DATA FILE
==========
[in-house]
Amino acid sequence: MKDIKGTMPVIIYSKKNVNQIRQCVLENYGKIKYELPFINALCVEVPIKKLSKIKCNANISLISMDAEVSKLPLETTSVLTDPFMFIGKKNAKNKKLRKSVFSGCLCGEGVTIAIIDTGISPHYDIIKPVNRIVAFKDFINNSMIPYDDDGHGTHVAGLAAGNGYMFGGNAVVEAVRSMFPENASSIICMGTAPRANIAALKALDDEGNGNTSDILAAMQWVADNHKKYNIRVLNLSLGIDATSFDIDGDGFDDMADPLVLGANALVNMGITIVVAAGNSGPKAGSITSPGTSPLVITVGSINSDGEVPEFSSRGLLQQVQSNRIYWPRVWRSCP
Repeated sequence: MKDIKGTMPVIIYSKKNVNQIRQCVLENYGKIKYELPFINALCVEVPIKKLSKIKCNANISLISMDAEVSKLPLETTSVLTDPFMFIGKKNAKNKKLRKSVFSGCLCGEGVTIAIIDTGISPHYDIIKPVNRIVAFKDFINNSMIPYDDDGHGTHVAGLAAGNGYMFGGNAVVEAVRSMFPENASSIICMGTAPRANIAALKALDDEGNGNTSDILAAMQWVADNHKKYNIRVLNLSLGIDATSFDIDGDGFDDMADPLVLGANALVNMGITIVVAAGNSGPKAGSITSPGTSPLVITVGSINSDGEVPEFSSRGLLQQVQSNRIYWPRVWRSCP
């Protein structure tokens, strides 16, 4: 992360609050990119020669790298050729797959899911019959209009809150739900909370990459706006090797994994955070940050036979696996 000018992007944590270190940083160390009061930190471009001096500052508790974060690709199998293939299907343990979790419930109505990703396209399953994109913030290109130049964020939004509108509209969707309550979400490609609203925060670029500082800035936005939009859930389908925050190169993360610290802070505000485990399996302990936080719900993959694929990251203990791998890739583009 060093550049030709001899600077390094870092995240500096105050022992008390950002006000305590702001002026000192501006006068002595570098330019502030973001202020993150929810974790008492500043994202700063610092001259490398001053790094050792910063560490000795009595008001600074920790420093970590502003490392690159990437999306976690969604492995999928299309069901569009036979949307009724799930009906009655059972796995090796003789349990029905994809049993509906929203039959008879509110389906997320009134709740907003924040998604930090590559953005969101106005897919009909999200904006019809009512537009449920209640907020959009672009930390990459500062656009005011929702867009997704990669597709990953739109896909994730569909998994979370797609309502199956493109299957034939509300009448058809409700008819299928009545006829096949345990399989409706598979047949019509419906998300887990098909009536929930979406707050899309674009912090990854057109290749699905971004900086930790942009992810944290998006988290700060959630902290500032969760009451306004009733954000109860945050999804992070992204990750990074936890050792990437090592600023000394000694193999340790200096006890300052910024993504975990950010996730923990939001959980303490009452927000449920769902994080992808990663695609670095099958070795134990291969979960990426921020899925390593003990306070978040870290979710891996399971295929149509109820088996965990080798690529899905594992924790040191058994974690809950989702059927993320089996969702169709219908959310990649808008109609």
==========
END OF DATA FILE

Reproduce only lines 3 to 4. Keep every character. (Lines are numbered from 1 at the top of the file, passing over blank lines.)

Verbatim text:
Repeated sequence: MKDIKGTMPVIIYSKKNVNQIRQCVLENYGKIKYELPFINALCVEVPIKKLSKIKCNANISLISMDAEVSKLPLETTSVLTDPFMFIGKKNAKNKKLRKSVFSGCLCGEGVTIAIIDTGISPHYDIIKPVNRIVAFKDFINNSMIPYDDDGHGTHVAGLAAGNGYMFGGNAVVEAVRSMFPENASSIICMGTAPRANIAALKALDDEGNGNTSDILAAMQWVADNHKKYNIRVLNLSLGIDATSFDIDGDGFDDMADPLVLGANALVNMGITIVVAAGNSGPKAGSITSPGTSPLVITVGSINSDGEVPEFSSRGLLQQVQSNRIYWPRVWRSCP
């Protein structure tokens, strides 16, 4: 992360609050990119020669790298050729797959899911019959209009809150739900909370990459706006090797994994955070940050036979696996 000018992007944590270190940083160390009061930190471009001096500052508790974060690709199998293939299907343990979790419930109505990703396209399953994109913030290109130049964020939004509108509209969707309550979400490609609203925060670029500082800035936005939009859930389908925050190169993360610290802070505000485990399996302990936080719900993959694929990251203990791998890739583009 060093550049030709001899600077390094870092995240500096105050022992008390950002006000305590702001002026000192501006006068002595570098330019502030973001202020993150929810974790008492500043994202700063610092001259490398001053790094050792910063560490000795009595008001600074920790420093970590502003490392690159990437999306976690969604492995999928299309069901569009036979949307009724799930009906009655059972796995090796003789349990029905994809049993509906929203039959008879509110389906997320009134709740907003924040998604930090590559953005969101106005897919009909999200904006019809009512537009449920209640907020959009672009930390990459500062656009005011929702867009997704990669597709990953739109896909994730569909998994979370797609309502199956493109299957034939509300009448058809409700008819299928009545006829096949345990399989409706598979047949019509419906998300887990098909009536929930979406707050899309674009912090990854057109290749699905971004900086930790942009992810944290998006988290700060959630902290500032969760009451306004009733954000109860945050999804992070992204990750990074936890050792990437090592600023000394000694193999340790200096006890300052910024993504975990950010996730923990939001959980303490009452927000449920769902994080992808990663695609670095099958070795134990291969979960990426921020899925390593003990306070978040870290979710891996399971295929149509109820088996965990080798690529899905594992924790040191058994974690809950989702059927993320089996969702169709219908959310990649808008109609």